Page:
A multi-pronged approach involving all stakeholders is needed to sustain the school franchise model in India.
A lot of adaptability and innovative approaches are needed to sustain franchise campuses in the Indian education industry during the coronavirus pandemic.
School franchising in India has been taking quality education to the farthest and remotest corners of the country for a long time now. The upstart franchisees (or partners as I prefer to call them) have been making the most of the education industry model in which institutions with established brand names, decades of experience, and plenty of resources at disposal willingly share their expertise, trademark, and wherewithal to expand the reach of education.
This model has worked wonders for education in the 21st century so far, but the unexpected disruption caused by the coronavirus pandemic has put a big question mark on the sustainability of franchise campuses in India.
The prolonged closure of schools has jeopardized the very model of franchise education in multiple ways:
1. The existing franchisees, given their limited means and royalty obligations to the franchisor, have been squeezed by the twin forces of recession and uncertainty.
2. The potential franchisees, who were mulling a foray into education, are now overcautious and reluctant to tie up with franchisors, thereby breaking the continuity of the franchise business network.
3. The franchisors themselves have taken a hit because of the plummeting revenues, disruption in the supply chain, and a rushed shift in Indian education from classrooms to the online mode.
In such a scenario, the franchise model of Indian education cannot sustain itself without adaptability, flexibility, innovation, and improvisation on the part of all the stakeholders involved.
The education sector is adopting a multi-pronged approach to sustain the franchise model. Schools with strong brand images and long legacy are leading the way to ensure the survival and sustenance of partner schools.
- Creating smart business continuity plans: Both franchisor and franchisee are having to put their heads together to work out new and smart business continuity plans that take an empathetic view of the aggrieved parties, permit short-term reductions, and adopt a flexible approach towards previous financial and logistical commitments. These plans themselves are not written in stone and are being constantly tweaked and improvised to accommodate the concerns of everyone involved.
- Developing new models of learning: The best way to sustain the franchise school campuses in India, or across the world for that matter, is by ensuring that the disruption caused to the education of students remains minimal, if not negligible. To this end, new models of synchronous and asynchronous learning are being developed. Technology is coming to the aid of educators and students alike during this pandemic. Teachers are developing customized lessons to reduce any gaps in learning so that the academic year is not lost and the education sector recovers swiftly post-pandemic.
- Financial relief by franchisors: Franchisors that are financially robust are stepping up to extend necessary relief to the franchisee partners who are hit hardest by the closure of schools and colleges. This relief comes in two forms: for the existing franchisees, it takes the shape of flexible royalty payments. For the prospective franchisees, it is extended as a rebate in the franchise fee and an easy royalty-payment plan. This relief helps partner schools to sustain themselves till their revenues pick up in the future.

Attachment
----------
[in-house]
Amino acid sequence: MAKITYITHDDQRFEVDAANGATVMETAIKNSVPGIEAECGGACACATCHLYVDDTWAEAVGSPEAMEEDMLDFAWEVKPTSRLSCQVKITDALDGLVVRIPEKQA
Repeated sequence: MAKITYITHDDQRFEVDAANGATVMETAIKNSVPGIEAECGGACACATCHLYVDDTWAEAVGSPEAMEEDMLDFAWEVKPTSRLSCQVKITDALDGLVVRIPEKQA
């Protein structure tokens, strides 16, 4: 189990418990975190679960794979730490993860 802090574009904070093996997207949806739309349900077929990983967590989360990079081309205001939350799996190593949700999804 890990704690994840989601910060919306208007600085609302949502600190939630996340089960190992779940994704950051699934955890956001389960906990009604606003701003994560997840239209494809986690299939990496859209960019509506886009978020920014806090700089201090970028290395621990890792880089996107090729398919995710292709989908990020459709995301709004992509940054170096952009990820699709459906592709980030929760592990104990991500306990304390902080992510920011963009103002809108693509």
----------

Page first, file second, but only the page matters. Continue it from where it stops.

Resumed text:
- Rationalization and optimal use of resources: If ever there was a time to cut down extravagance and excess, it is now. Franchisors and franchisees are pulling out all the stops to reduce operational expenses and optimize the use of resources. The exercise is turning out to be quite a lesson in moderation. A lot of operational and marketing costs that previously seemed necessary are now being pared down to the bare minimum, creating more room for the sustenance of franchise campuses in the education industry.
- Improvisations in the curriculum: Greater student engagement is imperative for the education sector to recover. Partner schools are introducing a happiness curriculum to reduce stress among the students. Likewise, the syllabus is being cut down and online activities demanding more student involvement are being introduced. The franchisor, too, has been supporting the franchisee in parent orientation and fee recovery, etc.
- Teacher training support: To ensure a seamless continuation of education, the franchisors are providing teacher training programs to the franchisees. Teachers in the far-flung areas who may not be tech-savvy enough to impart lessons online are now being trained in using digital tools and platforms for online teaching and smarter assessment of students’ academic progress.
The emergence of multiple vaccines has raised the hopes of an end to the coronavirus pandemic and its subsequent disruption in the months ahead. But it would be naïve to assume that things will swiftly return to normal.
It would take a slew of confidence-building measures on the part of the franchisors to bring more partner schools in their ambit. The franchise fee may have to be cut down and royalty plans could be revamped. Franchisors may be called upon for greater logistical and technical support to franchisees. All these challenges will take time to meet, but I’m confident that once the franchise business model of the Indian education industry is up and running again, there will be a great potential for growth and expansion.
Many corrective actions will be needed to get there. We have to be smart in our approach. And we have to start right now.
This article is written by Anirban Bhattacharya, Associate Vice President – Partner Schools, Seth Anandram Jaipuria Group of Educational Institutions.